Read the senators’ letter in its entirety here and below:

August 12, 2016

 

The Honorable John F. Kerry
Secretary of State
United States Department of State
2201 C Street, NW
Washington, DC 20520

The Honorable Jacob J. Lew
Secretary of the Treasury
United States Department of the Treasury
1500 Pennsylvania Avenue, NW
Washington, DC 20220

The Honorable Loretta E. Lynch
Attorney General
United States Department of Justice
950 Pennsylvania Avenue, NW
Washington, DC 20230

Dear Secretary Kerry, Secretary Lew, and Attorney General Lynch:

The unusual circumstances surrounding the administration’s payment of $400 million to the Government of the Islamic Republic of Iran have raised serious concerns not only about the propriety of the transaction, but about its legality as well.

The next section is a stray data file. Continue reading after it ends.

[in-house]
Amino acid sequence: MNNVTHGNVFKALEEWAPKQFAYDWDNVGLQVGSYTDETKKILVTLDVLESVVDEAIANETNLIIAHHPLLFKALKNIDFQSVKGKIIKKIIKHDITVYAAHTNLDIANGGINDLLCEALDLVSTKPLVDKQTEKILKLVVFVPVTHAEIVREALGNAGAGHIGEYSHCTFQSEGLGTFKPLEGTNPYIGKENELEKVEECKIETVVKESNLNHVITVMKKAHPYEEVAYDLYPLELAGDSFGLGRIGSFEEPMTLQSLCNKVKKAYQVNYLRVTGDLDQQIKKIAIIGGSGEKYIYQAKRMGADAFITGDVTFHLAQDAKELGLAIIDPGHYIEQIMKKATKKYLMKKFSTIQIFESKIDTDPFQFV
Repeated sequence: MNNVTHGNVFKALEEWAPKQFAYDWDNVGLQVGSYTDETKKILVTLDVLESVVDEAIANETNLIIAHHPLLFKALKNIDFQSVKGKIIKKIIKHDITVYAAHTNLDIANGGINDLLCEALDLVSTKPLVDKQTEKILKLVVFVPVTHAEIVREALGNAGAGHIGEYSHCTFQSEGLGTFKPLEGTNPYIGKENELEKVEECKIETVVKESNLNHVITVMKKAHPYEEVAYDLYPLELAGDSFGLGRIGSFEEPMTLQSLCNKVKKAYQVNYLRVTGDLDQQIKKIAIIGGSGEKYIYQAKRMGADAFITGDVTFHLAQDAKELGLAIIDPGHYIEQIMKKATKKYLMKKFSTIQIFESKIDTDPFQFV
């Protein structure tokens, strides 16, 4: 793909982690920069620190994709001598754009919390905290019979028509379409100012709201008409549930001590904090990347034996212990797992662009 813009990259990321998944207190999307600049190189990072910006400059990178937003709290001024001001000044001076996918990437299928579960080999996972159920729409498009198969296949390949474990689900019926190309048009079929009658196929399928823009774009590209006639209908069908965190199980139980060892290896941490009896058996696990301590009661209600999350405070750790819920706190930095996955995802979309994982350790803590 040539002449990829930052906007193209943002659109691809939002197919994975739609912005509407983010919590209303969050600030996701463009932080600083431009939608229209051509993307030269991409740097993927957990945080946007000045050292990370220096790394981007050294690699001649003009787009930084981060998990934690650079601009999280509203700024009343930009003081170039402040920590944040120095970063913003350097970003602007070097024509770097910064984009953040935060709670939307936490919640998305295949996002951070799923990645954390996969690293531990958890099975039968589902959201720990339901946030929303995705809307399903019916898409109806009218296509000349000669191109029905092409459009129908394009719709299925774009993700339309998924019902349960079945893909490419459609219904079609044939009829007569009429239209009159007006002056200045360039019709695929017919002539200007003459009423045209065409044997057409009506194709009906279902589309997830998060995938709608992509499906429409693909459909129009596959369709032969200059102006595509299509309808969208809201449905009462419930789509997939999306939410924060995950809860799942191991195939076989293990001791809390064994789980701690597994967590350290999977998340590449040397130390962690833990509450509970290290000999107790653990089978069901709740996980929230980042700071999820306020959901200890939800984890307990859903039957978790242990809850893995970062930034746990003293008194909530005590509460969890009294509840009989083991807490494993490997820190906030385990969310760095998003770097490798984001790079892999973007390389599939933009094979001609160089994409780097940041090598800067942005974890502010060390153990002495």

Much of the concern, of course, has focused on the appearance that the payment—the initial installment of a $1.7 billion settlement resolving a 37-year-old dispute with Iran[1]—was made in exchange for the release of four American hostages held by Iran.  Although the administration has denied there was any quid pro quo, the close temporal proximity of the payment to the release of the hostages suggests otherwise.  As the Justice Department is never remiss to point out in court, an illicit quid pro quo can be inferred from the timing of the quid and the quo.[2]  It can also be inferred from the suspicious nature of the surrounding circumstances, and in this case, there is much to be suspicious about.  If the payment was authorized by law and not otherwise intended as a ransom, then why undertake the laborious task of transferring the funds to the central banks of the Netherlands and Switzerland, converting the dollars into euros, Swiss francs, and other currencies, and then secretly transporting the cash in an unmarked cargo plane to Iran?[3]  Indeed, it has been reported that senior officials in the Justice Department “raised alarms” over the “timing and manner of payment.”[4]  The suspicious timing and circumstances, combined with reports of Iranian officials describing the transaction as a ransom payment,[5] are strong evidence that the administration did indeed agree or at least understand that the decades-long dispute was settled in exchange for the return of American prisoners in violation of longstanding United States policy against the payment of ransom for hostages.